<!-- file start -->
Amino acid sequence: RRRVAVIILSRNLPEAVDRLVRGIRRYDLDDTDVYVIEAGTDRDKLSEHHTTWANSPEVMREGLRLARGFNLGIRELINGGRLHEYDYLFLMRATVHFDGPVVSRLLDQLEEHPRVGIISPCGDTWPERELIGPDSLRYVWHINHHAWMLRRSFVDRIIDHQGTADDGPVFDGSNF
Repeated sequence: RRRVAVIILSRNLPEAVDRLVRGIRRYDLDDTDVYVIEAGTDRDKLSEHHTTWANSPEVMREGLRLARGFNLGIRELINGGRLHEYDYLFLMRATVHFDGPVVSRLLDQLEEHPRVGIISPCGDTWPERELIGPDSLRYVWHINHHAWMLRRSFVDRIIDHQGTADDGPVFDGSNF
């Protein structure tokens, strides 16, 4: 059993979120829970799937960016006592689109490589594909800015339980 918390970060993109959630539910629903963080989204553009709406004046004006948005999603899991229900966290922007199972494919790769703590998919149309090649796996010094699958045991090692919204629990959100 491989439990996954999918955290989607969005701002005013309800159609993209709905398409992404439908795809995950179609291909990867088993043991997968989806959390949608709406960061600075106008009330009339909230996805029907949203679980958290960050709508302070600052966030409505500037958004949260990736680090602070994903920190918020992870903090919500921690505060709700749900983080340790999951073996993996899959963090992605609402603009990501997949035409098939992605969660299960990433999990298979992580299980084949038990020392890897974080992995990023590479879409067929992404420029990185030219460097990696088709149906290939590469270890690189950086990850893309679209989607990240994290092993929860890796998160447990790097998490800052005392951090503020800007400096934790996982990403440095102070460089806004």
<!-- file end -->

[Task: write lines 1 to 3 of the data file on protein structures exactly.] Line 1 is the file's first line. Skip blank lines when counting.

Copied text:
Amino acid sequence: RRRVAVIILSRNLPEAVDRLVRGIRRYDLDDTDVYVIEAGTDRDKLSEHHTTWANSPEVMREGLRLARGFNLGIRELINGGRLHEYDYLFLMRATVHFDGPVVSRLLDQLEEHPRVGIISPCGDTWPERELIGPDSLRYVWHINHHAWMLRRSFVDRIIDHQGTADDGPVFDGSNF
Repeated sequence: RRRVAVIILSRNLPEAVDRLVRGIRRYDLDDTDVYVIEAGTDRDKLSEHHTTWANSPEVMREGLRLARGFNLGIRELINGGRLHEYDYLFLMRATVHFDGPVVSRLLDQLEEHPRVGIISPCGDTWPERELIGPDSLRYVWHINHHAWMLRRSFVDRIIDHQGTADDGPVFDGSNF
């Protein structure tokens, strides 16, 4: 059993979120829970799937960016006592689109490589594909800015339980 918390970060993109959630539910629903963080989204553009709406004046004006948005999603899991229900966290922007199972494919790769703590998919149309090649796996010094699958045991090692919204629990959100 491989439990996954999918955290989607969005701002005013309800159609993209709905398409992404439908795809995950179609291909990867088993043991997968989806959390949608709406960061600075106008009330009339909230996805029907949203679980958290960050709508302070600052966030409505500037958004949260990736680090602070994903920190918020992870903090919500921690505060709700749900983080340790999951073996993996899959963090992605609402603009990501997949035409098939992605969660299960990433999990298979992580299980084949038990020392890897974080992995990023590479879409067929992404420029990185030219460097990696088709149906290939590469270890690189950086990850893309679209989607990240994290092993929860890796998160447990790097998490800052005392951090503020800007400096934790996982990403440095102070460089806004």